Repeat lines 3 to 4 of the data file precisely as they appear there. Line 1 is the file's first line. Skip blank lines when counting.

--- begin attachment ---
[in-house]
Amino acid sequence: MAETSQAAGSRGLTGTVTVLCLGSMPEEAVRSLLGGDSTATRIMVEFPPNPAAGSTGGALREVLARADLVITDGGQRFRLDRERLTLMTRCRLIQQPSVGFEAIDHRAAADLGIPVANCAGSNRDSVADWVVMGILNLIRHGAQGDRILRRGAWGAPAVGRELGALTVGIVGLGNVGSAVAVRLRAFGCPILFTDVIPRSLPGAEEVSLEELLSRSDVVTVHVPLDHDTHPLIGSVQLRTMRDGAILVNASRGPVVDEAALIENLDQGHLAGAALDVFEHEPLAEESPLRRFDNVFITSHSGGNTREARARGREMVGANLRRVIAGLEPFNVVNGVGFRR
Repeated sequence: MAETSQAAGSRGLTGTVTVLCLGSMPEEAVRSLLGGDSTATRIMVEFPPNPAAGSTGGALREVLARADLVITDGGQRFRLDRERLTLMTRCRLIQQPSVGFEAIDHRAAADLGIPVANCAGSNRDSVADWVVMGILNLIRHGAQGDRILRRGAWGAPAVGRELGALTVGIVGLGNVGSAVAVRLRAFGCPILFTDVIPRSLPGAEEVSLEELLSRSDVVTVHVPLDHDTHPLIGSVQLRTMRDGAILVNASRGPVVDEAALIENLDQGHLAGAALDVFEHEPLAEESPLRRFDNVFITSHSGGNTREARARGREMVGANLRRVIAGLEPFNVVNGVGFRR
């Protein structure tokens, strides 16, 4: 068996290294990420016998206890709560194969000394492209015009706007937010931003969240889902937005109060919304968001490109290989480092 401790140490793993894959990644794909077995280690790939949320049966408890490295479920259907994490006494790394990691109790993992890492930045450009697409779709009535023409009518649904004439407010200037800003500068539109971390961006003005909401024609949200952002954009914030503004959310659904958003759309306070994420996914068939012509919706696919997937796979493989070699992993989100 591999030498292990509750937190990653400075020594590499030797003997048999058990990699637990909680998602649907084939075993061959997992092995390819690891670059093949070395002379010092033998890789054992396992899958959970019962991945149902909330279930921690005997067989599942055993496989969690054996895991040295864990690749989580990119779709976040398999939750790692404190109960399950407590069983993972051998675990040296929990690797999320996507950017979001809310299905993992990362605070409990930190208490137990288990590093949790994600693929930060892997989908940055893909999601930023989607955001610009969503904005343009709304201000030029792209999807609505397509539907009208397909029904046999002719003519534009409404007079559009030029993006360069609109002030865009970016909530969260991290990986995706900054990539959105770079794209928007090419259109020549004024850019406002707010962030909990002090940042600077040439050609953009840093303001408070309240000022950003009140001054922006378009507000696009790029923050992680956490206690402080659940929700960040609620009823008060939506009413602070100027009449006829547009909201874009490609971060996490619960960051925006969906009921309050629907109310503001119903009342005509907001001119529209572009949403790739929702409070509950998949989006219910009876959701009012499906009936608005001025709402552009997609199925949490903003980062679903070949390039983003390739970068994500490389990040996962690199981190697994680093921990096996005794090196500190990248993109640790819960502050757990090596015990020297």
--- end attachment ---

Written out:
Repeated sequence: MAETSQAAGSRGLTGTVTVLCLGSMPEEAVRSLLGGDSTATRIMVEFPPNPAAGSTGGALREVLARADLVITDGGQRFRLDRERLTLMTRCRLIQQPSVGFEAIDHRAAADLGIPVANCAGSNRDSVADWVVMGILNLIRHGAQGDRILRRGAWGAPAVGRELGALTVGIVGLGNVGSAVAVRLRAFGCPILFTDVIPRSLPGAEEVSLEELLSRSDVVTVHVPLDHDTHPLIGSVQLRTMRDGAILVNASRGPVVDEAALIENLDQGHLAGAALDVFEHEPLAEESPLRRFDNVFITSHSGGNTREARARGREMVGANLRRVIAGLEPFNVVNGVGFRR
């Protein structure tokens, strides 16, 4: 068996290294990420016998206890709560194969000394492209015009706007937010931003969240889902937005109060919304968001490109290989480092 401790140490793993894959990644794909077995280690790939949320049966408890490295479920259907994490006494790394990691109790993992890492930045450009697409779709009535023409009518649904004439407010200037800003500068539109971390961006003005909401024609949200952002954009914030503004959310659904958003759309306070994420996914068939012509919706696919997937796979493989070699992993989100 591999030498292990509750937190990653400075020594590499030797003997048999058990990699637990909680998602649907084939075993061959997992092995390819690891670059093949070395002379010092033998890789054992396992899958959970019962991945149902909330279930921690005997067989599942055993496989969690054996895991040295864990690749989580990119779709976040398999939750790692404190109960399950407590069983993972051998675990040296929990690797999320996507950017979001809310299905993992990362605070409990930190208490137990288990590093949790994600693929930060892997989908940055893909999601930023989607955001610009969503904005343009709304201000030029792209999807609505397509539907009208397909029904046999002719003519534009409404007079559009030029993006360069609109002030865009970016909530969260991290990986995706900054990539959105770079794209928007090419259109020549004024850019406002707010962030909990002090940042600077040439050609953009840093303001408070309240000022950003009140001054922006378009507000696009790029923050992680956490206690402080659940929700960040609620009823008060939506009413602070100027009449006829547009909201874009490609971060996490619960960051925006969906009921309050629907109310503001119903009342005509907001001119529209572009949403790739929702409070509950998949989006219910009876959701009012499906009936608005001025709402552009997609199925949490903003980062679903070949390039983003390739970068994500490389990040996962690199981190697994680093921990096996005794090196500190990248993109640790819960502050757990090596015990020297």